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36 posts from December 2006

Google Blog Search Passes Technorati?

GoogleblogsearchI'm truly surprised.  Not that it happened, but that it took this long.  According to this Hitwise report, Google Blog Search recently surpassed Technorati in market share of visits.

I use Google's Blog Search almost exclusively, and not because it's conveniently linked to from other Google sites.  I just find it to be as fast, clean and full of relevant results as Google itself.  Technorati, on the other hand, tends to take a loooooooong time to generate results.  Then there's Icerocket; I sometimes try it out if I don't find what I'm looking for on Google Blog Search, which is rare.

Google may have a hard time chipping away at Microsoft's market share with their free web-based spreadsheet and word processor, but search is what their brand name is all about, so it's hard to go wrong with their Blog Search tool.


Microsoft Giveth then Taketh Away

Microsoft_3File this one under "What were they thinking?!" As has been reported all over the place, Microsoft had a great idea to seed the blogosphere with souped-up laptops running their new operating system, Vista.  The bloggers received these "gifts" in the hope that they would have something nice to say about Vista and help jumpstart the product launch.

FWIW, I agree with Robert Scoble on this.  It was a smart idea even though it was obviously going to lead to pay-for-post type criticism.  I tend to feel that if the blogger fully discloses the fact that they've been given the laptop, let them say whatever they want about Vista/Microsoft; if you've read the disclosure and don't want to read their review, go to another site!

But what started out as a good idea is rapidly crashing and burning.  After Microsoft originally told the bloggers they could keep the laptops, enough whining and complaining in the blogosphere (no doubt led by those who didn't get a free laptop!) is now causing Microsoft to change the offer.

According to this post on Marshall Kirkpatrick's blog, Microsoft sent a follow-up message to all the bloggers saying that "you either give the PC away or send it back when you no longer need it for product reviews."  I hope that message came with a nice Homer Simpson "doh!" sound.

Who's the genius at Microsoft who decided to make a somewhat good situation much worse?  My guess is they'll be laying rather low for the next week or so, hoping this whole thing blows over.


Author Wants Out of Amazon

Amazon_1Here's an unusual situation, and thanks to The Big Bad Book Blog for highlighting this one: According to this article in the Guardian, an author in the U.K. was horrified to see his book on Amazon.uk and wants it removed.  The author is a huge supporter of the independent bookstore channel and doesn't want Amazon to steal sales from the little guys.

That's a noble cause and all, but his comments show he doesn't quite understand how Amazon operates.  He is quoted as follows:

What they (Amazon) are actually doing is getting the independents to do their market research.  When a book gets a certain amount of attention, they will attempt to stock it and cut the independents out. Not with my book!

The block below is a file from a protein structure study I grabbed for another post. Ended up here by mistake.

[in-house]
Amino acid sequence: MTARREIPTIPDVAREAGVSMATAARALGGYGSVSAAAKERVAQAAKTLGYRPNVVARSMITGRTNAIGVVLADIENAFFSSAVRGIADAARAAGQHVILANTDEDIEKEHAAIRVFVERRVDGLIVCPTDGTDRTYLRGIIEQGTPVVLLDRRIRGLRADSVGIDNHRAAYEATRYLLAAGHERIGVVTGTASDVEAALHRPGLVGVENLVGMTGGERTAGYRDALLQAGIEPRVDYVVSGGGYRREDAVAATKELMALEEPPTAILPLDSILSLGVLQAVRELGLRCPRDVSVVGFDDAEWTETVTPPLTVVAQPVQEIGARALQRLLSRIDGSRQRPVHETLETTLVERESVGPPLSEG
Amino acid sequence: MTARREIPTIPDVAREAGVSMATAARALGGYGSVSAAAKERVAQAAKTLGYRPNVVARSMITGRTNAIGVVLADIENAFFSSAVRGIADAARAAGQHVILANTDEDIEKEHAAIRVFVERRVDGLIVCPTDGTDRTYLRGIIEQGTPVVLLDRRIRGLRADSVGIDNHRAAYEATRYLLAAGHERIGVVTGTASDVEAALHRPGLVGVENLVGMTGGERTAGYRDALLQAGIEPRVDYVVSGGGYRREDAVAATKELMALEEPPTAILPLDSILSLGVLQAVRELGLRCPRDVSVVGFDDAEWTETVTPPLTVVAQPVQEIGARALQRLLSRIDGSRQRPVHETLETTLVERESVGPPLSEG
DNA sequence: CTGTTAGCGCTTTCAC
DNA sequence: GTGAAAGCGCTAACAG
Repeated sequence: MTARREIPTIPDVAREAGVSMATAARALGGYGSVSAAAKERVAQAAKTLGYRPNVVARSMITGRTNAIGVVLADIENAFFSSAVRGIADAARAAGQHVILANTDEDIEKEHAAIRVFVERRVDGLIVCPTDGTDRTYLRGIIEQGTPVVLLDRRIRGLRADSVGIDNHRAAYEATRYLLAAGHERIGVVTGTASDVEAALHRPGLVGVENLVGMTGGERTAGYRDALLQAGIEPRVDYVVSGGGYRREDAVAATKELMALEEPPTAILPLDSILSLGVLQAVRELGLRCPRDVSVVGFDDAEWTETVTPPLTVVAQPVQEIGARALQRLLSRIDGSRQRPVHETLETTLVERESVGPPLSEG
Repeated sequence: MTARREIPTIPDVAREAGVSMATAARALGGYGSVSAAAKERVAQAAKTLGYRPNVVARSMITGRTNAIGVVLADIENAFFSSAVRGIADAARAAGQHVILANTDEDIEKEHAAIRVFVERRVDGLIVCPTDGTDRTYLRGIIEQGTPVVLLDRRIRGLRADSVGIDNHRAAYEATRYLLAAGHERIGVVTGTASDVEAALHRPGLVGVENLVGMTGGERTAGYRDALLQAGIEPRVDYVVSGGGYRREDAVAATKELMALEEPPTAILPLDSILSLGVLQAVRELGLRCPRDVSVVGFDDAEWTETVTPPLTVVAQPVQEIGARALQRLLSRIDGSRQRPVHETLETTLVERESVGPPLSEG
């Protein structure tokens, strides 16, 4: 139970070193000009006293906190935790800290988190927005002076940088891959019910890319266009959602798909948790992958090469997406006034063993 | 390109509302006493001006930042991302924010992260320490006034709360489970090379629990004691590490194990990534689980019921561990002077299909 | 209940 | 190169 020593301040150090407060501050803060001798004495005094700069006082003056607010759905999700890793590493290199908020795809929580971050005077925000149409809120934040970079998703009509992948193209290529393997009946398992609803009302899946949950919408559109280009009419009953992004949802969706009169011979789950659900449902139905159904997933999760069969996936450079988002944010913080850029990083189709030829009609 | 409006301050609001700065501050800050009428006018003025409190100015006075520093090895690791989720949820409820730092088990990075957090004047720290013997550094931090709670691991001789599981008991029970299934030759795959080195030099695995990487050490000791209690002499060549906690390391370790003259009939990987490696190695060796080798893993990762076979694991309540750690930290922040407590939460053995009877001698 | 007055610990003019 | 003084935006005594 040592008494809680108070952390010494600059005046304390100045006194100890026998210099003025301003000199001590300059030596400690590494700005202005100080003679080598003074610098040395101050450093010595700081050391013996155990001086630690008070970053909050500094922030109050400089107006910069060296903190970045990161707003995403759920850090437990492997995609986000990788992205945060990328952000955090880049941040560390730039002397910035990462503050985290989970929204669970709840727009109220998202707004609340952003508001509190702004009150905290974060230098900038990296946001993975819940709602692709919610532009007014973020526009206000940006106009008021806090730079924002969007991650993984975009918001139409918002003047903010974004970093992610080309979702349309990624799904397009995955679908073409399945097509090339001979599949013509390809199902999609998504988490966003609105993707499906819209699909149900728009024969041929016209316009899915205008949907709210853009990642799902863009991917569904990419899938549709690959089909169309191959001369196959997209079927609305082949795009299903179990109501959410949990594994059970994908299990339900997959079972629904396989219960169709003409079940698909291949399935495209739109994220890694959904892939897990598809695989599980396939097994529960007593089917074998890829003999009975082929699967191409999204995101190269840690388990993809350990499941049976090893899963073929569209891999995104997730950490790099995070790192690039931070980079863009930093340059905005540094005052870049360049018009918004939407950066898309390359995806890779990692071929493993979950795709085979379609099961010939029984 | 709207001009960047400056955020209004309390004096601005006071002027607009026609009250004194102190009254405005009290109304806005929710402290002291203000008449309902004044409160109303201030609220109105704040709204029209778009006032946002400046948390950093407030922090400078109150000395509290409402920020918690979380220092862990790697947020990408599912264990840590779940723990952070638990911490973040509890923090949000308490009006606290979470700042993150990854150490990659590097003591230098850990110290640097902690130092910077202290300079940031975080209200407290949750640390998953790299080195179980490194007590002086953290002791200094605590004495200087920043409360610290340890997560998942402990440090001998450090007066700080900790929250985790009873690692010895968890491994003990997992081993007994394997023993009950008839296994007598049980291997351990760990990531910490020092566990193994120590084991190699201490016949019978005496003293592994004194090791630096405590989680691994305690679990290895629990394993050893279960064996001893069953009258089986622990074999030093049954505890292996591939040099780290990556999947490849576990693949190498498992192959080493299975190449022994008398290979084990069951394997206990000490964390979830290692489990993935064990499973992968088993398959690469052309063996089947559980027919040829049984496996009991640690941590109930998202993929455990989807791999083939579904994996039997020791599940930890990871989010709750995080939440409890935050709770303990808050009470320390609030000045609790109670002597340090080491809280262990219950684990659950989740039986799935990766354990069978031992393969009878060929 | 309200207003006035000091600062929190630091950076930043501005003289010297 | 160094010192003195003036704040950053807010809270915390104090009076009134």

Huh?  First of all, I've never really noticed Amazon trying to copy anything from brick-and-mortar accounts.  If anything it's the other way around.  Secondly, thanks to its virtual nature, Amazon stocks pretty much every book, so they're not waiting for success at the independent level before taking on inventory of their own.  Again, my experience has been that certain books show early success on Amazon, resulting in stock-up opportunities at the brick-and-mortar accounts.  This author seems to think the opposite happens...


Amazon: Why No Embedded HTML in Reviews?

AmazonAnytime I review a book here on my blog I also try to (remember to) cut-and-paste that same review on the book's page on Amazon.  One of the biggest frustrations I run into when doing this is Amazon's policy against embedding HTML in customer reviews.

I figure there are two reasons why they don't want you to embed HTML in your review: loss of traffic and dead links.  Neither one of these are bad enough to warrant Amazon's policy against them.

The primary reason I'd like to embed HTML in my reviews is to offer links to related sites/pages.  Yes, those links will cause customers to visit pages outside the world of Amazon.  Big deal.  Is Amazon really that concerned that they'll lose a customer because of an outbound link?! If so, I think they're really underestimating the power of their own brand.

The dead link issue is equally lame.  Dead links exist on just about every site.  Would I think less of Amazon because I found a few there in customer reviews?  No.  Plus, Amazon tends to be pretty innovative with services and features -- couldn't they harness some of that energy to write a tool that periodically crawls their own site, stripping out dead links in customer reviews?

Embedded links in reviews will only serve as another feature for Amazon's customers.  These links will help customers with their purchase decision by providing additional information, much more than can possibly be squeezed into the actual review.  I think Amazon should consider these customer benefits and rethink this policy.


Michael Hyatt on (Inaccurate) Bestseller Lists

ThomasnelsonMichael Hyatt, President and CEO of Thomas Nelson Publishers, offers this perspective on "inaccurate" bestseller lists.  He's absolutely right, and it's somewhat related to the earlier post I made about the definition of "bestseller."

Michael had dropped out of the blogosphere for a few months earlier this year but he seems to be back with regular posts this month.  I'm glad to see it -- I always learn something new when I read his blog.


Free Culture: The Nature & Future of Creativity, by Lawrence Lessig

Free_cultureYou might think a book about the history and future of copyright law would be painfully boring.  If the book is Free Culture: The Nature & Future of Creativity, by Lawrence Lessig, you'd be wrong.  Lessig does a fantastic job of framing copyright with terms and scenarios everyone can understand.  On top of that, he's a very engaging writer, the type that can probably make just about any topic interesting.